“As alleged, these defendants exploited the COVID-19 pandemic to develop and carry out a $100 million scheme to defraud taxpayers and provide easy access to Adderall and other stimulants for no legitimate medical purpose,” said Attorney General Merrick B. Garland in a statement. “Those seeking to profit from addiction by illegally distributing controlled substances over the internet should know that they cannot hide their crimes and that the Justice Department will hold them accountable.”

“The individuals charged today allegedly disregarded the first rule of medical care—do no harm—in order to maximize profits,"  said Secretary of Homeland Security Alejandro N. Mayorkas.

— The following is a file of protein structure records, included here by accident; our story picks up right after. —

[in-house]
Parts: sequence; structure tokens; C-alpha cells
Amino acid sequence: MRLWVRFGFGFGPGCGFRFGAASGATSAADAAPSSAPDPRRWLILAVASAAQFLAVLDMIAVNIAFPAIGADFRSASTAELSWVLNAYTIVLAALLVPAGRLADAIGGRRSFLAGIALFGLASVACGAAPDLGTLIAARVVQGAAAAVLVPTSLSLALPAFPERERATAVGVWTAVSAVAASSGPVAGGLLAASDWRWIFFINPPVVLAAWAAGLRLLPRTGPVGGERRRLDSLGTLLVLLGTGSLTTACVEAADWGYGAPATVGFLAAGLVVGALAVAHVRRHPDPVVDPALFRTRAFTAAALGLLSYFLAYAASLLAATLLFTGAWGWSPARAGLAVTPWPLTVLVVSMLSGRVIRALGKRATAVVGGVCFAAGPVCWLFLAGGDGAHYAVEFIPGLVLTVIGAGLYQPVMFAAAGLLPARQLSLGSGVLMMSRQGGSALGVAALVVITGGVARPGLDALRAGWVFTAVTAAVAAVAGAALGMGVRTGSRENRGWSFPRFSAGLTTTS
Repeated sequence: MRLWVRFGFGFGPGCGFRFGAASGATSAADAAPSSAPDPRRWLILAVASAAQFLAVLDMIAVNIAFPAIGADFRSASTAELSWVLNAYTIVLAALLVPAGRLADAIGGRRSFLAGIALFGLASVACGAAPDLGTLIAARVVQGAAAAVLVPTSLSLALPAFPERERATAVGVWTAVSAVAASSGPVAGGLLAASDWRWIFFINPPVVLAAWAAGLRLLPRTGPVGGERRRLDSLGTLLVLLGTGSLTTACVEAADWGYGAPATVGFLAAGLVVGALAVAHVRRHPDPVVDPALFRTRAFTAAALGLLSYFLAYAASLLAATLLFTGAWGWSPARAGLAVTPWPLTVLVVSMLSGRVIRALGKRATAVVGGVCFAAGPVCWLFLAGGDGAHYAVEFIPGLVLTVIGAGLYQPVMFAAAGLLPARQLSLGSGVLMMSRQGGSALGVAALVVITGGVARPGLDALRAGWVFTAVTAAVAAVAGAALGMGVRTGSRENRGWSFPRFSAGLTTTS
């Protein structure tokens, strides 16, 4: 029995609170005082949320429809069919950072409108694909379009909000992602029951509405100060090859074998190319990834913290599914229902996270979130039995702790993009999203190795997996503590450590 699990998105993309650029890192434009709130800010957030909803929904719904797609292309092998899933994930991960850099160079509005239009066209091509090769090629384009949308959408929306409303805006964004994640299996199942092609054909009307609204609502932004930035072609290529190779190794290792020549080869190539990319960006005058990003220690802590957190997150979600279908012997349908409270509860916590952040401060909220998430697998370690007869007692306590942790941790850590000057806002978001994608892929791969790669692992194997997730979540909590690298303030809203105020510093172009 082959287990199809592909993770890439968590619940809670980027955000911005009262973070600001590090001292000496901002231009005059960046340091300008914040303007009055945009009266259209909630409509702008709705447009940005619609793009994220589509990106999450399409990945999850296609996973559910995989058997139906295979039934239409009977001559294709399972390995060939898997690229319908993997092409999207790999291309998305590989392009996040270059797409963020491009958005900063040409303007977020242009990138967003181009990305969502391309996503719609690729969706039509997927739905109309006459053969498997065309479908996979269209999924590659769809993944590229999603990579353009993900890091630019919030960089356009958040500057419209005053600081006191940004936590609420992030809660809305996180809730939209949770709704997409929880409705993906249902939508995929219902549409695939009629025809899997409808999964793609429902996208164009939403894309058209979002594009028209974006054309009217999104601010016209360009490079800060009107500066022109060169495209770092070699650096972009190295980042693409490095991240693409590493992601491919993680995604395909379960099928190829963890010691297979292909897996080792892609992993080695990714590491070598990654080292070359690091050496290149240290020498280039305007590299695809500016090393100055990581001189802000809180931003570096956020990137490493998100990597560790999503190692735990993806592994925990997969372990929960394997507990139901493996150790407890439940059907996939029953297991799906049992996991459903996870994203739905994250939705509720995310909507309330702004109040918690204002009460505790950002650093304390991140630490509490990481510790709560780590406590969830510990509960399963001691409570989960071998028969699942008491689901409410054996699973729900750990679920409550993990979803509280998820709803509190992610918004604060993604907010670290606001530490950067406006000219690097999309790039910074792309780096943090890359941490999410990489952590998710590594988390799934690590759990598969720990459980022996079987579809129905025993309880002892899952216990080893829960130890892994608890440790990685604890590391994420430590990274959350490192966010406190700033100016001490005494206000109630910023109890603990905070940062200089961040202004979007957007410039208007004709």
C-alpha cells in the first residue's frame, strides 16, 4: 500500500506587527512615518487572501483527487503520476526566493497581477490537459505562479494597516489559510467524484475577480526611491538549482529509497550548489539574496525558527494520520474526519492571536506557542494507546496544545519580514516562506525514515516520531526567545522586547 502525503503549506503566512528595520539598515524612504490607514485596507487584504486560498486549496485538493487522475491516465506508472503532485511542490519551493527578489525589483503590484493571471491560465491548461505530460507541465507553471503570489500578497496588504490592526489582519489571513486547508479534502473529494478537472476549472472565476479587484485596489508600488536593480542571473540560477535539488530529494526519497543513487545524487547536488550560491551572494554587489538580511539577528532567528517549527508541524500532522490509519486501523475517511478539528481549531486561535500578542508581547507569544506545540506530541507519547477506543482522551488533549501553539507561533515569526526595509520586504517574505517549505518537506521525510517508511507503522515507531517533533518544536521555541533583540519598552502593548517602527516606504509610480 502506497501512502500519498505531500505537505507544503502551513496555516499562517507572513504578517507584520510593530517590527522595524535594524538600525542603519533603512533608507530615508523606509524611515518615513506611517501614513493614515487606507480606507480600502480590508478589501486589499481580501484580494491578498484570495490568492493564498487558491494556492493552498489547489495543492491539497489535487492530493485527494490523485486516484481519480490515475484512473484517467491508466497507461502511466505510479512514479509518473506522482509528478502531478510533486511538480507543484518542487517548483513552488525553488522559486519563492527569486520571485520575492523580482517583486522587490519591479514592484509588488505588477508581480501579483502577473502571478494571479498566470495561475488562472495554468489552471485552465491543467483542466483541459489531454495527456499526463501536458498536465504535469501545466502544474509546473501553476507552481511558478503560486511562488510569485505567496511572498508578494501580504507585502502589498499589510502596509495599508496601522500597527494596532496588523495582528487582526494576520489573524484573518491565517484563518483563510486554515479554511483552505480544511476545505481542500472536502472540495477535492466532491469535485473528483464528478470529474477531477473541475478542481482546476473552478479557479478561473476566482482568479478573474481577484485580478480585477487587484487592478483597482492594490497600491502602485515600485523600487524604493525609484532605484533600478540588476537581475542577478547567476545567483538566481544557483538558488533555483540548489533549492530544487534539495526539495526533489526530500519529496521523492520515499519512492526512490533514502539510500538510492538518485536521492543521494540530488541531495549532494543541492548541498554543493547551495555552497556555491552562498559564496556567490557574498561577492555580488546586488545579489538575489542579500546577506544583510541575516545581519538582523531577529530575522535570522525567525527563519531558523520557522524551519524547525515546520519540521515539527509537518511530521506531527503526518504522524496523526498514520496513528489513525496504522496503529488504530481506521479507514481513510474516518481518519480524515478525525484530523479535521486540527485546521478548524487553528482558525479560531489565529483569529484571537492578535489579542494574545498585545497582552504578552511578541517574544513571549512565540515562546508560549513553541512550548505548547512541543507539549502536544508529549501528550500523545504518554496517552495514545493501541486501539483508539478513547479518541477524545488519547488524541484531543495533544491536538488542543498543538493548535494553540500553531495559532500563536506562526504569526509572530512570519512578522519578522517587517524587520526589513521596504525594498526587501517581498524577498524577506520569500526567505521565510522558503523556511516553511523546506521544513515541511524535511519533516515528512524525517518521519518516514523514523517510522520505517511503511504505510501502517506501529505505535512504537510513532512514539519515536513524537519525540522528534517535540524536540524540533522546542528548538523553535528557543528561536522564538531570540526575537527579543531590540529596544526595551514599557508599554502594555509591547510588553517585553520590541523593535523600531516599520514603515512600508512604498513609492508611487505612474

According to court documents, He and Brody allegedly conspired with others to provide easy access to Adderall and other stimulants in exchange for payment of a monthly subscription fee. The indictment alleges that the conspiracy’s purpose was for the defendants to unlawfully enrich themselves by, among other things, increasing monthly subscription revenue and thus increasing the value of the company. 

He and Brody with allegedly obtained subscribers by targeting drug seekers and spending tens of millions of dollars on deceptive advertisements on social media networks, according to federal authorities.